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Sd.Kfz. 171
Panther Ausf. D



S u m m a r y

Stock No. DML 1/35 Scale 39-45 Series Kit No. 6164; Sd.Kfz. 171 Panther D (52nd Battalion, 39th Panzer Regiment, Kursk Offensive, July 1943)
Contents and Media: 473 parts (461 in grey injected styrene and 12 in .010" grey styrene)
Price: USD$32-$40
Scale: 1/35
Review Type: First Look
Advantages: Nice, cleanly done version of the first of the family; much nicer than previous Italeri effort
Disadvantages: Some older attributes used such as fixed road wheel arms; some shortcuts taken from the purists' point of view
Recommendation: Highly Recommended for all German or "Eastern Front" fans


Reviewed by Cookie Sewell

DML's Panther Ausf. D will be available online from Squadron.com


F i r s t   L o o k


The story goes that if you gave the specifications for a horse to a committee they'd come up with the camel. Such is essentially the case with the creation of the Panther, which was what a German committee came up with after examining the Soviet T-34. It had twice the firepower, twice the frontal armor, weighed 50% more, but had only half the range and a small part of the reliability of its instigator. But whereas the T-34 had entered production in August 1940, the Panther did not get into production until January 1943 and first saw combat at Kursk in July 1943.

The shock to the Soviets was not as bad as it was when the Soviets introduced the T-34 to the Germans in June 1941. Both tanks had the same basic capabilities, e.g. they could destroy their opponent anywhere on the battlefield with little chance of the opponent being able to defeat them. But like the early T-34s, the Panther was not mechanically reliable, and also suffered from being unable to defend itself well at short range due to the lack of a well-protected and functional bow mounted or AA machine gun.

DML has now followed up their early model Panther Ausf. A with an Ausf. D that is really very well done. There are purists or those spoiled with the level of modern kits who will squawk at two conventions used on this model, namely fixed road wheel arms and the fact that the guide teeth on the early track links are solid and not skeletonized. The former one is not a major problem, as most modelers build a "flat" model and do not care about articulating suspension arms, and the latter is an attempt to make sure this is a $30+ kit rather than a $50+ kit.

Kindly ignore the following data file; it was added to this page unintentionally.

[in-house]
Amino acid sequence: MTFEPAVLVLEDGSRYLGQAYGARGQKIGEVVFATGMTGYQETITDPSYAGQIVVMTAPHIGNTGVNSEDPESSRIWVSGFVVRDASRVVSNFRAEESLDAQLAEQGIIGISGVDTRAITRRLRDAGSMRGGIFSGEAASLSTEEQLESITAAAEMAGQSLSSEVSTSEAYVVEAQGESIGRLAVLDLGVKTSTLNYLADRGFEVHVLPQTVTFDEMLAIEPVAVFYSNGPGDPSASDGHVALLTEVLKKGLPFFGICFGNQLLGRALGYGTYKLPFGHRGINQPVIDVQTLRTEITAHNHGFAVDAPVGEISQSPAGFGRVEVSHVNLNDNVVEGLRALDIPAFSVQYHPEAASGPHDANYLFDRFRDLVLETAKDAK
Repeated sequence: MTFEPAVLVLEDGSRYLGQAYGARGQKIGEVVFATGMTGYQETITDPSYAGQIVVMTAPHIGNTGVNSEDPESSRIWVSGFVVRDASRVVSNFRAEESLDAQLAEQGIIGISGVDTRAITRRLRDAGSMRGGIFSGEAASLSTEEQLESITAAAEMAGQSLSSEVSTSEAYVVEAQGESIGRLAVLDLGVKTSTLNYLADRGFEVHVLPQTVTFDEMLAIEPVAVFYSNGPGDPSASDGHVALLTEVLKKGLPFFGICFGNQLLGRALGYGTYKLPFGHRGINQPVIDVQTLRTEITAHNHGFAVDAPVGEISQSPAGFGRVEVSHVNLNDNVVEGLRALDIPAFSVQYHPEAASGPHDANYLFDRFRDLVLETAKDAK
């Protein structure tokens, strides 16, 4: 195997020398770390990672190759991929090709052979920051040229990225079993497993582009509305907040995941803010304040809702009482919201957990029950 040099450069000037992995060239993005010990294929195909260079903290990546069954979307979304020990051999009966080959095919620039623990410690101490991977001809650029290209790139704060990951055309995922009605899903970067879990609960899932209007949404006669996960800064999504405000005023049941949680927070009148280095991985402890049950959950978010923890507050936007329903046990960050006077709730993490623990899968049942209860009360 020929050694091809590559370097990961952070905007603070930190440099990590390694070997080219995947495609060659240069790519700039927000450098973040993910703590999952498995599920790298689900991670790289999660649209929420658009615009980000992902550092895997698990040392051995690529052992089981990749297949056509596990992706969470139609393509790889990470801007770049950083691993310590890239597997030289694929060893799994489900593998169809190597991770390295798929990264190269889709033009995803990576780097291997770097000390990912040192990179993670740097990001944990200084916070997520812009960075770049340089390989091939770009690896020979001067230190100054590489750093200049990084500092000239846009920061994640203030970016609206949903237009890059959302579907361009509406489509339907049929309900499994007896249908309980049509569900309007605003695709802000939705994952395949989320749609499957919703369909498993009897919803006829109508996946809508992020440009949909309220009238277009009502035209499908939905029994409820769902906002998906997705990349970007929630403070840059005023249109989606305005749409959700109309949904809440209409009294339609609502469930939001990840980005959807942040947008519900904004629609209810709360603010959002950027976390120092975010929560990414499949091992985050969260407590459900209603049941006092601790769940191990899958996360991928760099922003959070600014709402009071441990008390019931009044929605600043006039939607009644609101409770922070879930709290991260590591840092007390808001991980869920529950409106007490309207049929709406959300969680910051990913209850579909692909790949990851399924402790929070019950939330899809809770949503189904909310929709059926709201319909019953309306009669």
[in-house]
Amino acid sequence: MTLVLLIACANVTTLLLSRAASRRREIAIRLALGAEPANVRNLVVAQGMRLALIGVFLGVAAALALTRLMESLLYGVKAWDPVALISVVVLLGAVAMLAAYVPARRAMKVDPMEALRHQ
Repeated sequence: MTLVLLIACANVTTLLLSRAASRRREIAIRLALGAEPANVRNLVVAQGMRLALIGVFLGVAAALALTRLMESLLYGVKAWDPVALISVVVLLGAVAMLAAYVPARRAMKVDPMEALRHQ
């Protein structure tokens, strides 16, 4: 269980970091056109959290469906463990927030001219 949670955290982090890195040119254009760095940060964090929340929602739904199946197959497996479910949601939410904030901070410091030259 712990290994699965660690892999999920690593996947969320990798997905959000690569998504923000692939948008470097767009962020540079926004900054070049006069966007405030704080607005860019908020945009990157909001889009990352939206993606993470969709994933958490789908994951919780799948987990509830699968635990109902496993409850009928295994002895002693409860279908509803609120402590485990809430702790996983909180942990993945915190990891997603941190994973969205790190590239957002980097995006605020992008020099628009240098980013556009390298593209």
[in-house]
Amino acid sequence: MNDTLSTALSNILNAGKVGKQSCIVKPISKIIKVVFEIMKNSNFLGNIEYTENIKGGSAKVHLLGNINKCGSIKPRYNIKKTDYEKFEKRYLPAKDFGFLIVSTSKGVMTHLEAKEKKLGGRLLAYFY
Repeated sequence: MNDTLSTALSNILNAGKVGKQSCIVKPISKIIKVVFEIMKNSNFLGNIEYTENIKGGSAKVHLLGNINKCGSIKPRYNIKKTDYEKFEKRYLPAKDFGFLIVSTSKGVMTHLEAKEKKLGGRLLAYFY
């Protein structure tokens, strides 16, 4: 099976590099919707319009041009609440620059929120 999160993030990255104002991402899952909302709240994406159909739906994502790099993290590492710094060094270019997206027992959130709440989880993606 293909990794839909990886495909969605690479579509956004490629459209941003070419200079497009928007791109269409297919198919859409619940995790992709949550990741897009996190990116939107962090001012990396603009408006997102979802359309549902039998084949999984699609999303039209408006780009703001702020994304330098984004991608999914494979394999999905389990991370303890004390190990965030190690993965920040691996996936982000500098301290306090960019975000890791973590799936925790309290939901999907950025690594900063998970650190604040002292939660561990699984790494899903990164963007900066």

Given those two items, the kit is nicely done and provides a new "J" sprue with all of the specific items that make the D version. The "bin" cupola consists of six parts so that it correctly captures the view port arrangement. It also provides the early turret shell, early mantelet with twin aperatures for the gunner's sight, a different cleaning rod tube, and other details. The tracks are the early model links without ice cleats and the sprues also come with 16-bolt road wheels.

The hull top matches the plans I have for early Panthers and it comes with separate fan shrouds; one pair has a vortex cast in, the other is a straight grid pattern. While two pairs are included, the directions show one of each being the correct fit.

Rather than use etched metal for the skirts, the kit now comes with twelve pre-punched 0.010" styrene skirts that attach to the brackets on the hull. They are probably a tad thick in scale (being equal to around 1/3 of an inch or 8mm in scale) but are probably much easier to deal with for younger modelers and people who just want to built the kit straight out.

The directions are the more recent DML efforts using color (digitally enhanced) photographs of the kit being assembled, and are relatively clear and concise. Two sets of markings are included, one for the box-art 52nd Panzerabteilung which fought as part of the 39th Panzeregiment and the other set is for the 51st, who was attached to Panzergrenadier Division Grossdeutschland.

Overall this kit would appear to be another winner from DML. Once again, thanks to Freddie Leung for the review sample.

Cookie Sewell

Review Copyright 2002 by Cookie Sewell
Page Created 23 July, 2002
Last updated 22 July, 2003

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